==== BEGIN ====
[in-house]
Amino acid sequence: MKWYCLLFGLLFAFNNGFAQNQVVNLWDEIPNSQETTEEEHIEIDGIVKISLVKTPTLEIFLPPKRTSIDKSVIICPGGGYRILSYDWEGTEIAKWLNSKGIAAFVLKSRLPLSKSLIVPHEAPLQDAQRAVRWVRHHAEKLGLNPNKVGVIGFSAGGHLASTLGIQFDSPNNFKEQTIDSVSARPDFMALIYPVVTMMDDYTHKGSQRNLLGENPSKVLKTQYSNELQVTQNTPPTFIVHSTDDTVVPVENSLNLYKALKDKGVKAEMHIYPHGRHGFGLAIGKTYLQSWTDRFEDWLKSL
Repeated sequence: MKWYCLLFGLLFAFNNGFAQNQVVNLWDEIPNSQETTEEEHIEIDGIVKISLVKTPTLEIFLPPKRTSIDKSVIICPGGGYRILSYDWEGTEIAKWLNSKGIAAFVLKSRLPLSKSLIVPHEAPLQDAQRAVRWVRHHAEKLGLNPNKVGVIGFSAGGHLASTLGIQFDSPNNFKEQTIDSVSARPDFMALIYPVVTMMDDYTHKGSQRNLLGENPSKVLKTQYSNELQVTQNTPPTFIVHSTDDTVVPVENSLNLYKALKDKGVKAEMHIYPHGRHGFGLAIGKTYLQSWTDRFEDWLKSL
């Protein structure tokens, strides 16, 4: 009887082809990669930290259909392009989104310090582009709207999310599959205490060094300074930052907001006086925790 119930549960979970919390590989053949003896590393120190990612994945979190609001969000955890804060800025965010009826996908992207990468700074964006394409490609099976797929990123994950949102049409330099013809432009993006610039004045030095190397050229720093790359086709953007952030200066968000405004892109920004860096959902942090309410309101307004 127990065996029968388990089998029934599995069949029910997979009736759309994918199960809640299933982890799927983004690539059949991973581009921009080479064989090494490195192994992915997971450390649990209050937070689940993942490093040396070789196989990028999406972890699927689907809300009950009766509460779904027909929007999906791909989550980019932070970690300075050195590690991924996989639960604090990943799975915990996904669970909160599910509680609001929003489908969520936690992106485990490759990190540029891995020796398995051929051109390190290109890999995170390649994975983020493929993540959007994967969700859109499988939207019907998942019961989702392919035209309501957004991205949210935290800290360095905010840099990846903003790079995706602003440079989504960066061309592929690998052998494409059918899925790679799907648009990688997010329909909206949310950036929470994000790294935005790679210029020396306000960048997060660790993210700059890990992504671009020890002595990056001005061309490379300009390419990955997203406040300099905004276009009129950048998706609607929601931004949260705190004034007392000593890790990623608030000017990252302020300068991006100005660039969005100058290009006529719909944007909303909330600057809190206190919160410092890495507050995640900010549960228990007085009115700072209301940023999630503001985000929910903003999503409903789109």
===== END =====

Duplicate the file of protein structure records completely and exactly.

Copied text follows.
[in-house]
Amino acid sequence: MKWYCLLFGLLFAFNNGFAQNQVVNLWDEIPNSQETTEEEHIEIDGIVKISLVKTPTLEIFLPPKRTSIDKSVIICPGGGYRILSYDWEGTEIAKWLNSKGIAAFVLKSRLPLSKSLIVPHEAPLQDAQRAVRWVRHHAEKLGLNPNKVGVIGFSAGGHLASTLGIQFDSPNNFKEQTIDSVSARPDFMALIYPVVTMMDDYTHKGSQRNLLGENPSKVLKTQYSNELQVTQNTPPTFIVHSTDDTVVPVENSLNLYKALKDKGVKAEMHIYPHGRHGFGLAIGKTYLQSWTDRFEDWLKSL
Repeated sequence: MKWYCLLFGLLFAFNNGFAQNQVVNLWDEIPNSQETTEEEHIEIDGIVKISLVKTPTLEIFLPPKRTSIDKSVIICPGGGYRILSYDWEGTEIAKWLNSKGIAAFVLKSRLPLSKSLIVPHEAPLQDAQRAVRWVRHHAEKLGLNPNKVGVIGFSAGGHLASTLGIQFDSPNNFKEQTIDSVSARPDFMALIYPVVTMMDDYTHKGSQRNLLGENPSKVLKTQYSNELQVTQNTPPTFIVHSTDDTVVPVENSLNLYKALKDKGVKAEMHIYPHGRHGFGLAIGKTYLQSWTDRFEDWLKSL
């Protein structure tokens, strides 16, 4: 009887082809990669930290259909392009989104310090582009709207999310599959205490060094300074930052907001006086925790 119930549960979970919390590989053949003896590393120190990612994945979190609001969000955890804060800025965010009826996908992207990468700074964006394409490609099976797929990123994950949102049409330099013809432009993006610039004045030095190397050229720093790359086709953007952030200066968000405004892109920004860096959902942090309410309101307004 127990065996029968388990089998029934599995069949029910997979009736759309994918199960809640299933982890799927983004690539059949991973581009921009080479064989090494490195192994992915997971450390649990209050937070689940993942490093040396070789196989990028999406972890699927689907809300009950009766509460779904027909929007999906791909989550980019932070970690300075050195590690991924996989639960604090990943799975915990996904669970909160599910509680609001929003489908969520936690992106485990490759990190540029891995020796398995051929051109390190290109890999995170390649994975983020493929993540959007994967969700859109499988939207019907998942019961989702392919035209309501957004991205949210935290800290360095905010840099990846903003790079995706602003440079989504960066061309592929690998052998494409059918899925790679799907648009990688997010329909909206949310950036929470994000790294935005790679210029020396306000960048997060660790993210700059890990992504671009020890002595990056001005061309490379300009390419990955997203406040300099905004276009009129950048998706609607929601931004949260705190004034007392000593890790990623608030000017990252302020300068991006100005660039969005100058290009006529719909944007909303909330600057809190206190919160410092890495507050995640900010549960228990007085009115700072209301940023999630503001985000929910903003999503409903789109």